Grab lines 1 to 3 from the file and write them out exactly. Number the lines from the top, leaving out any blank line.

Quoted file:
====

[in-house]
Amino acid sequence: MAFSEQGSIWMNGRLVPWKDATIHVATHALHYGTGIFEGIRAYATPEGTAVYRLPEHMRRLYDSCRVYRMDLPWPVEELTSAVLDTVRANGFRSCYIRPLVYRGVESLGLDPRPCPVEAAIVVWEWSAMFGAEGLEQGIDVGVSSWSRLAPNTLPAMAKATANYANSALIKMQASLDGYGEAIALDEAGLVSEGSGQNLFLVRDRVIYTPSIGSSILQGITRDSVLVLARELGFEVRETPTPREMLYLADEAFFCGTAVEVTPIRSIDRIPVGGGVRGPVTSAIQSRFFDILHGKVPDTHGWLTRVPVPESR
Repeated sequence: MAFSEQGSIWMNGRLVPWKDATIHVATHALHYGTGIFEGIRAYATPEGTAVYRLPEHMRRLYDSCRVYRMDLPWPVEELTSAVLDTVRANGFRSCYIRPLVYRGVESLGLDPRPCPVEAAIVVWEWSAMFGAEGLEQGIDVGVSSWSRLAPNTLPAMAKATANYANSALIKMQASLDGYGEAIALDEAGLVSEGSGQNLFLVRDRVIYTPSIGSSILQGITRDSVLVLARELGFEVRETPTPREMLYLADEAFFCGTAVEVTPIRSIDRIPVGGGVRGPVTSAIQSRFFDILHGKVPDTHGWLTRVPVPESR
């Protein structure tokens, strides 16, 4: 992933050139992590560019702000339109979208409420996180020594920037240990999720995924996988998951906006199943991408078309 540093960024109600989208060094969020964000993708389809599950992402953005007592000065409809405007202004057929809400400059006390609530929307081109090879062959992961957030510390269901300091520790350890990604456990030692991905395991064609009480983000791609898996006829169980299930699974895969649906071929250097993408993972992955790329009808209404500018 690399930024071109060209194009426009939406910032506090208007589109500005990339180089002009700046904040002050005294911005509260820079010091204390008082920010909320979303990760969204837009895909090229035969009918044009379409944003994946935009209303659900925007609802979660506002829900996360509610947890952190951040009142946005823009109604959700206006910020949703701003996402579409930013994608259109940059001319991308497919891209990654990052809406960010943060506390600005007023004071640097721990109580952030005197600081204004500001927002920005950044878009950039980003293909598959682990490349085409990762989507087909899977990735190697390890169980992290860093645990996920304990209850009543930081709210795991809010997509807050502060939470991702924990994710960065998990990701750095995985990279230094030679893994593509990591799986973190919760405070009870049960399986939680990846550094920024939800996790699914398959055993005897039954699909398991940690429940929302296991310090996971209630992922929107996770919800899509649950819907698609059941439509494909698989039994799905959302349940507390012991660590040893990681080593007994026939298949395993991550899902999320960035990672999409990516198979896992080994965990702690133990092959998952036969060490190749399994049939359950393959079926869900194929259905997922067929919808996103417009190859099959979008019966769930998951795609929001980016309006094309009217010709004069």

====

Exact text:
[in-house]
Amino acid sequence: MAFSEQGSIWMNGRLVPWKDATIHVATHALHYGTGIFEGIRAYATPEGTAVYRLPEHMRRLYDSCRVYRMDLPWPVEELTSAVLDTVRANGFRSCYIRPLVYRGVESLGLDPRPCPVEAAIVVWEWSAMFGAEGLEQGIDVGVSSWSRLAPNTLPAMAKATANYANSALIKMQASLDGYGEAIALDEAGLVSEGSGQNLFLVRDRVIYTPSIGSSILQGITRDSVLVLARELGFEVRETPTPREMLYLADEAFFCGTAVEVTPIRSIDRIPVGGGVRGPVTSAIQSRFFDILHGKVPDTHGWLTRVPVPESR
Repeated sequence: MAFSEQGSIWMNGRLVPWKDATIHVATHALHYGTGIFEGIRAYATPEGTAVYRLPEHMRRLYDSCRVYRMDLPWPVEELTSAVLDTVRANGFRSCYIRPLVYRGVESLGLDPRPCPVEAAIVVWEWSAMFGAEGLEQGIDVGVSSWSRLAPNTLPAMAKATANYANSALIKMQASLDGYGEAIALDEAGLVSEGSGQNLFLVRDRVIYTPSIGSSILQGITRDSVLVLARELGFEVRETPTPREMLYLADEAFFCGTAVEVTPIRSIDRIPVGGGVRGPVTSAIQSRFFDILHGKVPDTHGWLTRVPVPESR